[arin-ppml] Rationale for /22

Kevin Kargel kkargel at polartel.com
Tue Jul 28 13:46:15 EDT 2009

> AFAIK, there are no ISPs allowing customers to multihome with less
> than a /24 currently but many who are allowing those /24s.  So if that
> Org gets a /24 from ARIN or a /24 from it's ISP, there is the same 1
> entry in the table.  

This is incorrect.  If the Org gets a /24 from it's upstream ISP there is
the same entry in the routing table.  If the Org gets a discontiguous /24
from ARIN there is an additional entry in the routing table.  

What it boils down to is whether or not the Org's ISP can aggregate the

And when that Org needs another /24 (and the ISP
> did not reserve the adjacent one and the customer does not want to
> renumber) and the ISP hands it another one, or ARIN hands it another
> one, there are the same two entries.  There are two main differences
> here though:
> 1) If ARIN policy requires that any Org with a /24 that wants more
> space be required to return the original /24, then we end up with one
> /23 instead of two /24s in the table.  This is more likely to happen
> than most ISPs requiring renumbering because of all those pesky sales
> teams and account managers...
> 2) If ARIN is giving space to a greater portion of all multihomers,
> then ISPs have less excuses not to better aggregate their own space.
> Load balancing should never require de-aggregation down to /24s.

But if ARIN is handing out the /24's instead of the ISP isn't the likelihood
far greater that the /24's will not be agregable?  I doubt that ARIN will be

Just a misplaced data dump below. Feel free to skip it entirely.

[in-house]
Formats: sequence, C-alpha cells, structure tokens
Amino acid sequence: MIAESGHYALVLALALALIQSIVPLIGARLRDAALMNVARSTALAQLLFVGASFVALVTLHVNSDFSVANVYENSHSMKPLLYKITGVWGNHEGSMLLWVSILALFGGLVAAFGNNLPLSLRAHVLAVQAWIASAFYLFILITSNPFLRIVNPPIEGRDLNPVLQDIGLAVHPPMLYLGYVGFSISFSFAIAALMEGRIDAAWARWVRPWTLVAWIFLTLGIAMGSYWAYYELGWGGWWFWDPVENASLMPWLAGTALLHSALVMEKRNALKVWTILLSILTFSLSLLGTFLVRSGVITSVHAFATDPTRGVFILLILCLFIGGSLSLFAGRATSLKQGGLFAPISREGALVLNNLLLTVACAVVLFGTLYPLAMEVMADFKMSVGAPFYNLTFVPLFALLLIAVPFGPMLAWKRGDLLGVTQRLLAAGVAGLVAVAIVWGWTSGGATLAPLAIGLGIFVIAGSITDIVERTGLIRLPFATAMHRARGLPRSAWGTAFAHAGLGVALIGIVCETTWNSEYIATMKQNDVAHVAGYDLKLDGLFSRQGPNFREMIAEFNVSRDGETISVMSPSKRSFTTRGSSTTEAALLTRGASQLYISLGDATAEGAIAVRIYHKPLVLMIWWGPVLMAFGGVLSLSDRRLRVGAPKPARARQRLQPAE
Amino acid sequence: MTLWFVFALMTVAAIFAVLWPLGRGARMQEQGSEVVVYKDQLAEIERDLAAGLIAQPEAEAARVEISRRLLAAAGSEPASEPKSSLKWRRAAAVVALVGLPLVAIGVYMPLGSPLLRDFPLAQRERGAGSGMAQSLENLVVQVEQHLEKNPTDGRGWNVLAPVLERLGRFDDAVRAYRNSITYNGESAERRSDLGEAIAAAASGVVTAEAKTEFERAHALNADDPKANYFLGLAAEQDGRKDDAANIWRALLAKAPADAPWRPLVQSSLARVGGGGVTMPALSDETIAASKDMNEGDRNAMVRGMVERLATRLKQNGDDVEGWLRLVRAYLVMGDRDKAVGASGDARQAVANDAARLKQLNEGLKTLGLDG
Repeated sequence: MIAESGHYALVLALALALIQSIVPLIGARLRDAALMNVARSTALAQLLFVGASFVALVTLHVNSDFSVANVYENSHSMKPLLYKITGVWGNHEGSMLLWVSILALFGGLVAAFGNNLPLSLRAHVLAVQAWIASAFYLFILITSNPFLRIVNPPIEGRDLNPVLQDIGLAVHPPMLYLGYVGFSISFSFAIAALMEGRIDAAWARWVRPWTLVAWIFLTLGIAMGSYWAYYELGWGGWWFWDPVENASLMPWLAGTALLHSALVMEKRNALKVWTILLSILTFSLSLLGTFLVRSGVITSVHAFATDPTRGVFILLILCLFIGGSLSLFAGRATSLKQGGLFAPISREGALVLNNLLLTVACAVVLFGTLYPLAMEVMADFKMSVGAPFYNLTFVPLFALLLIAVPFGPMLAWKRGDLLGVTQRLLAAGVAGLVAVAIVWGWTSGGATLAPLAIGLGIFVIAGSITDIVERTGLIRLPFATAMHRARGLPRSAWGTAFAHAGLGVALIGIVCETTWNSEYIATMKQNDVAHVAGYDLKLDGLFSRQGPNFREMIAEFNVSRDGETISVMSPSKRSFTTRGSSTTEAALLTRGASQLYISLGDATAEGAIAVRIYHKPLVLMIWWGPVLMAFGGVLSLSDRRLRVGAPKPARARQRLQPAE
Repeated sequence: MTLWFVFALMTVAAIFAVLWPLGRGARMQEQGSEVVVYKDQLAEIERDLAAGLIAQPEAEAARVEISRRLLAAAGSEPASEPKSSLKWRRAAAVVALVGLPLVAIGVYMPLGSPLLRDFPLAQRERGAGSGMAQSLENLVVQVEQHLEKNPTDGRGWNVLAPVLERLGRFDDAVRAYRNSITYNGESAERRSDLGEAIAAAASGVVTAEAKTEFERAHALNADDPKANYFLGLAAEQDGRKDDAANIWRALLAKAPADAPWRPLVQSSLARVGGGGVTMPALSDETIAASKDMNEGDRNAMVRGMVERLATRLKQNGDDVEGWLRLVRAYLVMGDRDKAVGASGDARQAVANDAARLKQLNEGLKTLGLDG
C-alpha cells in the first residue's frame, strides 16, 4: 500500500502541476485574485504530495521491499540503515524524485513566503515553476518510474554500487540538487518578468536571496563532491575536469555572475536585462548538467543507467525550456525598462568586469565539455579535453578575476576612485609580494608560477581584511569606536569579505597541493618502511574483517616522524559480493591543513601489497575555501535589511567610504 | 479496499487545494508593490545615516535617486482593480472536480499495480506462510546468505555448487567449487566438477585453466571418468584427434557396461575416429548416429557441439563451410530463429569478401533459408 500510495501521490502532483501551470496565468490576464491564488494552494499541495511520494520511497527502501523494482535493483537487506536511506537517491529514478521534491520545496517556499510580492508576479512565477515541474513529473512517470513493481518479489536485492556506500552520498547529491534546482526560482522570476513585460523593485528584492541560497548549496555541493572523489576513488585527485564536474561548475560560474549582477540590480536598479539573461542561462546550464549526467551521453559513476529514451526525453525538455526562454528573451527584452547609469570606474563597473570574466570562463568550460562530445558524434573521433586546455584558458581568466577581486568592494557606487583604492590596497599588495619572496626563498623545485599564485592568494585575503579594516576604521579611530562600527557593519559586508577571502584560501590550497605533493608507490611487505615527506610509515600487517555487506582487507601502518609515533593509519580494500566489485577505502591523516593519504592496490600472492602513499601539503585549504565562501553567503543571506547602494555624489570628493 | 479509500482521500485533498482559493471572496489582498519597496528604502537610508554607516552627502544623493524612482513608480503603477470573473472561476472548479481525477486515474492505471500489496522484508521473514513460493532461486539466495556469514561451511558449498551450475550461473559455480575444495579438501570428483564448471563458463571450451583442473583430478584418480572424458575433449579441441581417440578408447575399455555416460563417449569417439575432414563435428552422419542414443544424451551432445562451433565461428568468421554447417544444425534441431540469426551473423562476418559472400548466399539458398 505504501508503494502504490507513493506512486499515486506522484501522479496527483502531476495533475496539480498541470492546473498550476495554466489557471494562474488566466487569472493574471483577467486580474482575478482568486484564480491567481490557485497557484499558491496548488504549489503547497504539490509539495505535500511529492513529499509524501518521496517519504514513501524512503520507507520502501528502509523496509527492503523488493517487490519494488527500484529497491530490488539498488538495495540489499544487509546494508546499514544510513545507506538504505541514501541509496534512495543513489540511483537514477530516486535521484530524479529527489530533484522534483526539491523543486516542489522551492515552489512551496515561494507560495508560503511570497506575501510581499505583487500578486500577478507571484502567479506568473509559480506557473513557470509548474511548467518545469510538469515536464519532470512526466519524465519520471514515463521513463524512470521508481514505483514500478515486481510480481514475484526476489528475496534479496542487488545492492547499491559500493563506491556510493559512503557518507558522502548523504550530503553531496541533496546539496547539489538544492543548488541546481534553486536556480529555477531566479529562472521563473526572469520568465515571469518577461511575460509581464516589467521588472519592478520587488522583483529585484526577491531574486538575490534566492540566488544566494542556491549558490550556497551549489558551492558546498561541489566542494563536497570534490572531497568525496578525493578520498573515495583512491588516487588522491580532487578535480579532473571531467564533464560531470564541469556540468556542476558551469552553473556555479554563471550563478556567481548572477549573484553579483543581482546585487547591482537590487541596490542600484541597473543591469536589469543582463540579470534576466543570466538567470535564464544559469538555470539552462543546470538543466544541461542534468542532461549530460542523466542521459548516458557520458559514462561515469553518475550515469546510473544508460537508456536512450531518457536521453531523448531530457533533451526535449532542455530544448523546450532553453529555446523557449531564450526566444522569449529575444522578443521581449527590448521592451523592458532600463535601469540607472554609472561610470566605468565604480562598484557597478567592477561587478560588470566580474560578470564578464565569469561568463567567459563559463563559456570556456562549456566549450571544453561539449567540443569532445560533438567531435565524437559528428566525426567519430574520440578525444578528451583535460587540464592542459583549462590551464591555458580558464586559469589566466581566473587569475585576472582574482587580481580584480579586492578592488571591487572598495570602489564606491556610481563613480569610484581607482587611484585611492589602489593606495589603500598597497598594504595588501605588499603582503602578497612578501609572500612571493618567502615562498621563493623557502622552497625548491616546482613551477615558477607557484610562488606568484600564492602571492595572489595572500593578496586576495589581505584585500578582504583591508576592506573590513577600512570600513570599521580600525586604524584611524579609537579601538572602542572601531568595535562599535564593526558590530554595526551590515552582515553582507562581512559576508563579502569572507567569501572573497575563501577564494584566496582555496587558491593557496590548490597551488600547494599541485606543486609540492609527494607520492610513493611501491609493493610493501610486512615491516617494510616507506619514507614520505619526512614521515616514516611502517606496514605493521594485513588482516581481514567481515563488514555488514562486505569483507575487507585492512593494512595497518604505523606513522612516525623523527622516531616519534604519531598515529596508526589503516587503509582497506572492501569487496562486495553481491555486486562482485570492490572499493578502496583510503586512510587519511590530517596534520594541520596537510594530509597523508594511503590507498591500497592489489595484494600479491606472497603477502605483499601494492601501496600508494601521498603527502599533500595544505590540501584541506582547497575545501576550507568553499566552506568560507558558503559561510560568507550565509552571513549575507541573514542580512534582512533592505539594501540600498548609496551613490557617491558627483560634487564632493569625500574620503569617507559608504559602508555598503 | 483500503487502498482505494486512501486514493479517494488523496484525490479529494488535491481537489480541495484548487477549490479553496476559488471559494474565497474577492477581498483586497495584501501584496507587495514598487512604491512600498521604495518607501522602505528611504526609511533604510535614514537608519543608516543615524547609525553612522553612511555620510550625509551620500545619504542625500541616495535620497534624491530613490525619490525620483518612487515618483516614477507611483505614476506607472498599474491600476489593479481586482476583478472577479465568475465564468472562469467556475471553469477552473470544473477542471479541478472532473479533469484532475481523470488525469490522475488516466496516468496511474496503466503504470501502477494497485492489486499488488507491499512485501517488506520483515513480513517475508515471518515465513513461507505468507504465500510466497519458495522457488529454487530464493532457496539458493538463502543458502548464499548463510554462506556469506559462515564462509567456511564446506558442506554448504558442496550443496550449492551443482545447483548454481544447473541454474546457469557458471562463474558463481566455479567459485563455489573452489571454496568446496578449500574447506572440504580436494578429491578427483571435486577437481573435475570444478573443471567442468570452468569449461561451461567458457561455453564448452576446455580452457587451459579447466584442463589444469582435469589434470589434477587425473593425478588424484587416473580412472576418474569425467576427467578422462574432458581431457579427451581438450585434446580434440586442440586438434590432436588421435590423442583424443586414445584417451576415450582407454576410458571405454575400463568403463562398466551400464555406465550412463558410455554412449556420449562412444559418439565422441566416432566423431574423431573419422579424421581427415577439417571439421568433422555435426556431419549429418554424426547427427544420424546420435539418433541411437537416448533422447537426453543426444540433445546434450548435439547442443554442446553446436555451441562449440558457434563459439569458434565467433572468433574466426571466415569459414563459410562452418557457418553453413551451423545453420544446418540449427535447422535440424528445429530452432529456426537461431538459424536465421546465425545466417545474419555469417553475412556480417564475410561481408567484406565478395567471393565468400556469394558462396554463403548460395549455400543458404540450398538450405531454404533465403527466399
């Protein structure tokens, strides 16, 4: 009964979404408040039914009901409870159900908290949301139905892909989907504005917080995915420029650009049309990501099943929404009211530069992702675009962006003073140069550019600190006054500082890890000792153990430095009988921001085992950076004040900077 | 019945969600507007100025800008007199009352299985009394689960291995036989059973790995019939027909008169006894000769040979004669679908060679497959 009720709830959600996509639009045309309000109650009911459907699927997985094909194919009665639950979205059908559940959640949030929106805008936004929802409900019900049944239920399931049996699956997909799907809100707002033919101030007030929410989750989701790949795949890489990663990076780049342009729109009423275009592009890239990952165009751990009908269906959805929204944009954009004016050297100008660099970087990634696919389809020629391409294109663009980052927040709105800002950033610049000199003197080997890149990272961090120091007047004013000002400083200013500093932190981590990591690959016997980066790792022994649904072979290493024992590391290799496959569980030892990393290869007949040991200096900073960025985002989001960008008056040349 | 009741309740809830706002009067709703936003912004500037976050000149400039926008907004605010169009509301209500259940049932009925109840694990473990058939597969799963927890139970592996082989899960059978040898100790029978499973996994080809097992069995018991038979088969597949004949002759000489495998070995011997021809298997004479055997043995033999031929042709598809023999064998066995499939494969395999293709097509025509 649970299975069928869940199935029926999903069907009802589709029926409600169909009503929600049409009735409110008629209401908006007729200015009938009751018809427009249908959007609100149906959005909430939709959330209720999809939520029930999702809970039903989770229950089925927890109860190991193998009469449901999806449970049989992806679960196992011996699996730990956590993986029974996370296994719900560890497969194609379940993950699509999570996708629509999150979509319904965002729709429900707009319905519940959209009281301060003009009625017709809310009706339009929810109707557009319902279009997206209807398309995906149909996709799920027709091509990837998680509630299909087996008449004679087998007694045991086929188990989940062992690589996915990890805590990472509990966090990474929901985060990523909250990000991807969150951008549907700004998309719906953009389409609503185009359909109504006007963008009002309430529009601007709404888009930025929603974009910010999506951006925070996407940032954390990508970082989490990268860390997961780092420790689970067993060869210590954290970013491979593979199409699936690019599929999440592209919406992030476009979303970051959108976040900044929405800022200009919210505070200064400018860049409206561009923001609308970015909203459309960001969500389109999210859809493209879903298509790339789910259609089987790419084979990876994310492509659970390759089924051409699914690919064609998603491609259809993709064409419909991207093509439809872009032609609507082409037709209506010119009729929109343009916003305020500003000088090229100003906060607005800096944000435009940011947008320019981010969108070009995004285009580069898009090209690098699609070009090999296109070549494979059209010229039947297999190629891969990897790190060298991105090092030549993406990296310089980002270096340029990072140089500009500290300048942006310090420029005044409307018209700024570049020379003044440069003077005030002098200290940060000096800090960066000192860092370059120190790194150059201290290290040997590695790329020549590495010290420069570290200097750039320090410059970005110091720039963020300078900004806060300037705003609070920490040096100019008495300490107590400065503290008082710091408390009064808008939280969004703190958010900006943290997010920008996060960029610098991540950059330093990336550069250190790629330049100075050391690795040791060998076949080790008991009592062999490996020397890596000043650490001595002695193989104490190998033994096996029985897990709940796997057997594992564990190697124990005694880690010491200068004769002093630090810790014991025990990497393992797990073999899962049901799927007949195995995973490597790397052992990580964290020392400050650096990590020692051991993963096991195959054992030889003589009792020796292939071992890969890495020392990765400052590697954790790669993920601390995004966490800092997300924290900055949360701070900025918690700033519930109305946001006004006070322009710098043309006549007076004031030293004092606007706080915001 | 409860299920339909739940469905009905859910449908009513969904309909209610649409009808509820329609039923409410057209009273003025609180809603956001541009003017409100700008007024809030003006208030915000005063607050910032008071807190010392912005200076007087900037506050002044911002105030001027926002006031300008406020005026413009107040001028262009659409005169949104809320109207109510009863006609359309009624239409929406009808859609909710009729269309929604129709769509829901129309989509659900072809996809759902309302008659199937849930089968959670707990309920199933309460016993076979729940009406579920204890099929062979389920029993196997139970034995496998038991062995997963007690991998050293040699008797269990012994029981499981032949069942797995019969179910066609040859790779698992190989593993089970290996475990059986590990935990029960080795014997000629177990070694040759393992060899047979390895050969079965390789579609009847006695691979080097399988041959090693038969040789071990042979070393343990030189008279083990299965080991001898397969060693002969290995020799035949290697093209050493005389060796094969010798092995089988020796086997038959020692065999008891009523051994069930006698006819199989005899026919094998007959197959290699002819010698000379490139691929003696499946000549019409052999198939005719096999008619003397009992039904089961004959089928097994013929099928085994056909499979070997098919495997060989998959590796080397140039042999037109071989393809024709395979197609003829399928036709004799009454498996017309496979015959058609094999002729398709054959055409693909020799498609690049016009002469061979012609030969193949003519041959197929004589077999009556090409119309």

able to only hand out /24's that would be.

> Unless you stop allowing Orgs to multihome with less than a /22, there
> will be longer entries in the table.  Perhaps we could actually slow
> routing table growth by allowing them to get there space from ARIN
> (since they will be getting and announcing it anyway)?  Or do you
> think that getting space from ARIN will be so much easier than getting
> it from an ISP that Orgs will flock to /24s and cause more growth in
> the table than we currently see?

It is not an issue of ease, the issue is portability.  Orgs want portable
space so that they can avoid renumbering and be provider independant.

I have no problem with extending the minimum mask length so long as it is
tied hard to a requirement that anyone with a long mask have only one
allocation, and to get another allocation the long mask netblock must either
be aggregated in to the new allocation or returned.

> ~Chris
> >
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> --
> Chris Grundemann
> weblog.chrisgrundemann.com
> www.twitter.com/chrisgrundemann
> www.coisoc.org
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